Can you work out what shape is made when this piece of paper is folded up using the crease pattern shown?
Move four sticks so there are exactly four triangles.
What is the total area of the four outside triangles which are outlined in red in this arrangement of squares inside each other?
Exploring and predicting folding, cutting and punching holes and making spirals.
What shape is the overlap when you slide one of these shapes half way across another? Can you picture it in your head? Use the interactivity to check your visualisation.
A group activity using visualisation of squares and triangles.
We can cut a small triangle off the corner of a square and then fit the two pieces together. Can you work out how these shapes are made from the two pieces?
Eight children each had a cube made from modelling clay. They cut them into four pieces which were all exactly the same shape and size. Whose pieces are the same? Can you decide who made each set?
Use the three triangles to fill these outline shapes. Perhaps you can create some of your own shapes for a friend to fill?
Imagine a 3 by 3 by 3 cube. If you and a friend drill holes in some of the small cubes in the ways described, how many will have holes drilled through them?
In how many ways can you fit two of these yellow triangles together? Can you predict the number of ways two blue triangles can be fitted together?
What shape is made when you fold using this crease pattern? Can you make a ring design?
Can you work out what shape is made by folding in this way? Why not create some patterns using this shape but in different sizes?
Have a go at making a few of these shapes from paper in different sizes. What patterns can you create?
Can you describe a piece of paper clearly enough for your partner to know which piece it is?
How many different triangles can you make on a circular pegboard that has nine pegs?
Can you split each of the shapes below in half so that the two parts are exactly the same?
Draw three straight lines to separate these shapes into four groups - each group must contain one of each shape.
What is the greatest number of counters you can place on the grid below without four of them lying at the corners of a square?
Have you ever tried tessellating capital letters? Have a look at these examples and then try some for yourself.
Cut four triangles from a square as shown in the picture. How many different shapes can you make by fitting the four triangles back together?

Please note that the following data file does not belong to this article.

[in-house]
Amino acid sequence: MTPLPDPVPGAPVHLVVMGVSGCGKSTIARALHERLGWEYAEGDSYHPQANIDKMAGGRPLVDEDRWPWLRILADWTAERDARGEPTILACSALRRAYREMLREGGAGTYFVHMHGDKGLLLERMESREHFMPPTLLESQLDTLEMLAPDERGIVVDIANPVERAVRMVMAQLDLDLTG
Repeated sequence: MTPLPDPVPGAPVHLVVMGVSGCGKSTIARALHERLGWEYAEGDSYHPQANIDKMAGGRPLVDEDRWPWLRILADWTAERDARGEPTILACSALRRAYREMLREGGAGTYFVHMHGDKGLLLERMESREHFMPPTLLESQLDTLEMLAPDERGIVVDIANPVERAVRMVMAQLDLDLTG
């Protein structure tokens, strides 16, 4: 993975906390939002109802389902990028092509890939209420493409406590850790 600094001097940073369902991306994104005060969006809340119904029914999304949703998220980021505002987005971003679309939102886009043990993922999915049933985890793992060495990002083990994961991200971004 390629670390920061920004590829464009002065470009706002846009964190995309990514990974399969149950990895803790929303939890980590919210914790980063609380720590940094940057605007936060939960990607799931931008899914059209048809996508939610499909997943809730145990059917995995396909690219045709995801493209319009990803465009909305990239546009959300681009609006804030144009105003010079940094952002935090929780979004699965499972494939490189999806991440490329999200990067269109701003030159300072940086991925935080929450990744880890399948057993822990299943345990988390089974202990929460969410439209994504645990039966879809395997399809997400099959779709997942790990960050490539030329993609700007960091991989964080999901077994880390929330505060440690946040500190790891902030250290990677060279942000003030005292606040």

How many loops of string have been used to make these patterns?
How many different cuboids can you make when you use four CDs or DVDs? How about using five, then six?
Investigate the number of paths you can take from one vertex to another in these 3D shapes. Is it possible to take an odd number and an even number of paths to the same vertex?
How can the same pieces of the tangram make this bowl before and after it was chipped? Use the interactivity to try and work out what is going on!
An extension of noughts and crosses in which the grid is enlarged and the length of the winning line can to altered to 3, 4 or 5.
A magician took a suit of thirteen cards and held them in his hand face down. Every card he revealed had the same value as the one he had just finished spelling. How did this work?
This second article in the series refers to research about levels of development of spatial thinking and the possible influence of instruction.
Can you cut a regular hexagon into two pieces to make a parallelogram? Try cutting it into three pieces to make a rhombus!
For this task, you'll need an A4 sheet and two A5 transparent sheets. Decide on a way of arranging the A5 sheets on top of the A4 sheet and explore ...
Paint a stripe on a cardboard roll. Can you predict what will happen when it is rolled across a sheet of paper?
Can you fit the tangram pieces into the outline of this brazier for roasting chestnuts?
Can you fit the tangram pieces into the outlines of these people?
Can you fit the tangram pieces into the outline of Little Fung at the table?
Can you fit the tangram pieces into the outline of Little Ming playing the board game?
How many DIFFERENT quadrilaterals can be made by joining the dots on the 8-point circle?
In this town, houses are built with one room for each person. There are some families of seven people living in the town. In how many different ways can they build their houses?
What can you see? What do you notice? What questions can you ask?
Can you fit the tangram pieces into the outlines of these clocks?
Can you fit the tangram pieces into the outlines of the chairs?
Can you fit the tangram pieces into the outline of this shape. How would you describe it?
Can you fit the tangram pieces into the outlines of the lobster, yacht and cyclist?
Can you fit the tangram pieces into the outline of the child walking home from school?
Find your way through the grid starting at 2 and following these operations. What number do you end on?
Investigate how the four L-shapes fit together to make an enlarged L-shape. You could explore this idea with other shapes too.
Can you fit the tangram pieces into the outline of Granma T?
If you can post the triangle with either the blue or yellow colour face up, how many ways can it be posted altogether?
Can you fit the tangram pieces into the outline of these convex shapes?
These points all mark the vertices (corners) of ten hidden squares. Can you find the 10 hidden squares?
Have a look at what happens when you pull a reef knot and a granny knot tight. Which do you think is best for securing things together? Why?